Azathioprine: Uses, Side Effects

Azathioprine weakens your body’s immune system, to help keep it from “rejecting” a transplanted organ such as a kidney. Organ rejection happens when the immune system treats the new organ as an invader and attacks it.

Azathioprine is used to prevent your body from rejecting a transplanted kidney. Azathioprine is also used to treat symptoms of rheumatoid arthritis.

Azathioprine may also be used for purposes not listed in this medication guide.


Important Information

Azathioprine may cause a rare type of lymphoma (cancer) of the liver, spleen, and bone marrow that can be fatal. This has occurred mainly in teenagers and young men with Crohn’s disease or ulcerative colitis.


Before taking this medicine

You should not take azathioprine if you are allergic to azathioprine.

You should not use azathioprine to treat rheumatoid arthritis if you are pregnant. This medicine can harm an unborn baby. Use effective birth control to prevent pregnancy while using this medicine.

Azathioprine may cause a rare type of lymphoma (cancer) of the liver, spleen, and bone marrow that can be fatal. This has occurred mainly in teenagers and young men with Crohn’s disease or ulcerative colitis. However, anyone with an inflammatory autoimmune disorder may have a higher risk of lymphoma. Talk with your doctor about your own risk.

While taking azathioprine, you may have a higher risk of developing skin cancer. Ask your doctor about skin symptoms to watch for.

Tell your doctor if you have ever had:

  • kidney disease, or a kidney transplant (if you are using azathioprine for rheumatoid arthritis);
  • any type of viral, bacterial, or fungal infection;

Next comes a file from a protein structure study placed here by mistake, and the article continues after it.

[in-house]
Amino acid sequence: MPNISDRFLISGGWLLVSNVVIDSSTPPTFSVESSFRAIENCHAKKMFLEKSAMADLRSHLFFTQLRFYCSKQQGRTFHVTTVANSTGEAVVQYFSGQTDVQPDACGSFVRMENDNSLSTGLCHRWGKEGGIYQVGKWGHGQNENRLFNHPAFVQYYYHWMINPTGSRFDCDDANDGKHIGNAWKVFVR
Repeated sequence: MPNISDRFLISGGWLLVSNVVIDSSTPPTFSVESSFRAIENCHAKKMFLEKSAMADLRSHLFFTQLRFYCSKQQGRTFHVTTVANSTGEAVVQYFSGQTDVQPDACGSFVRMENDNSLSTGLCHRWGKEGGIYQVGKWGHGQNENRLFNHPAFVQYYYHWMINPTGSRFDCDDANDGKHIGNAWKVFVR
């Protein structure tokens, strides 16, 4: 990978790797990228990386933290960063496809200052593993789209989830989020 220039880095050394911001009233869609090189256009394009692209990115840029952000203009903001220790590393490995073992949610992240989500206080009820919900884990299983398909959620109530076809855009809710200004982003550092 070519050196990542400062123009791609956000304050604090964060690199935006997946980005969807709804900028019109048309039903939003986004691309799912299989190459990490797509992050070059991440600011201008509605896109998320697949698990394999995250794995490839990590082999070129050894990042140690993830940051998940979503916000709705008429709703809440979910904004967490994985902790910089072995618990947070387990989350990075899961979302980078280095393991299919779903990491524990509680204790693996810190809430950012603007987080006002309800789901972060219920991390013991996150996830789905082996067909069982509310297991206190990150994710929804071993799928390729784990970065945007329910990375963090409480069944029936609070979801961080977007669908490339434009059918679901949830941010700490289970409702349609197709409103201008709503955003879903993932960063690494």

• liver disease; or
  • chemotherapy with medications like cyclophosphamide, chlorambucil, melphalan, busulfan, and others.

You should not breast-feed while you are using azathioprine.


Side effects

Get emergency medical help if you have signs of an allergic reaction: hives; difficult breathing; swelling of your face, lips, tongue, or throat.

Azathioprine may cause a serious brain infection that can lead to disability or death. Call your doctor right away if you have problems with speech, thought, vision, or muscle movement. These symptoms may start gradually and get worse quickly.

Stop using azathioprine and call your doctor right away if you have any of these symptoms of lymphoma:

  • fever, swollen glands, body aches, night sweats, not feeling well;
  • pale skin, rash, easy bruising or bleeding;
  • cold hands and feet, feeling light-headed or short of breath;
  • pain in your upper stomach that may spread to your shoulder; or
  • feeling full after eating only a small amount, weight loss.

Also call your doctor at once if you have:

  • signs of infection (fever, chills, weakness, flu symptoms, sore throat, cough, pain or burning when you urinate);
  • severe nausea, vomiting, or diarrhea;
  • easy bruising, unusual bleeding;
  • rapid heartbeats, shortness of breath;
  • pale skin, cold hands and feet; or
  • dark urine, jaundice (yellowing of the skin or eyes).

Common side effects may include:

  • nausea, diarrhea, stomach pain;
  • hair loss; or
  • skin rash.

This is not a complete list of side effects and others may occur. Call your doctor for medical advice about side effects.


What other drugs will affect azathioprine?

Tell your doctor about all your current medicines. Many drugs can affect azathioprine, especially:

  • allopurinol;
  • febuxostat; or
  • ribavirin.

This list is not complete, and many other drugs may affect azathioprine. This includes prescription and over-the-counter medicines, vitamins, and herbal products.


Keyword: azathioprine.

* The Content is not intended to be a substitute for professional medical advice, diagnosis, or treatment. Always seek the advice of your physician or other qualified health provider with any questions you may have regarding a medical condition.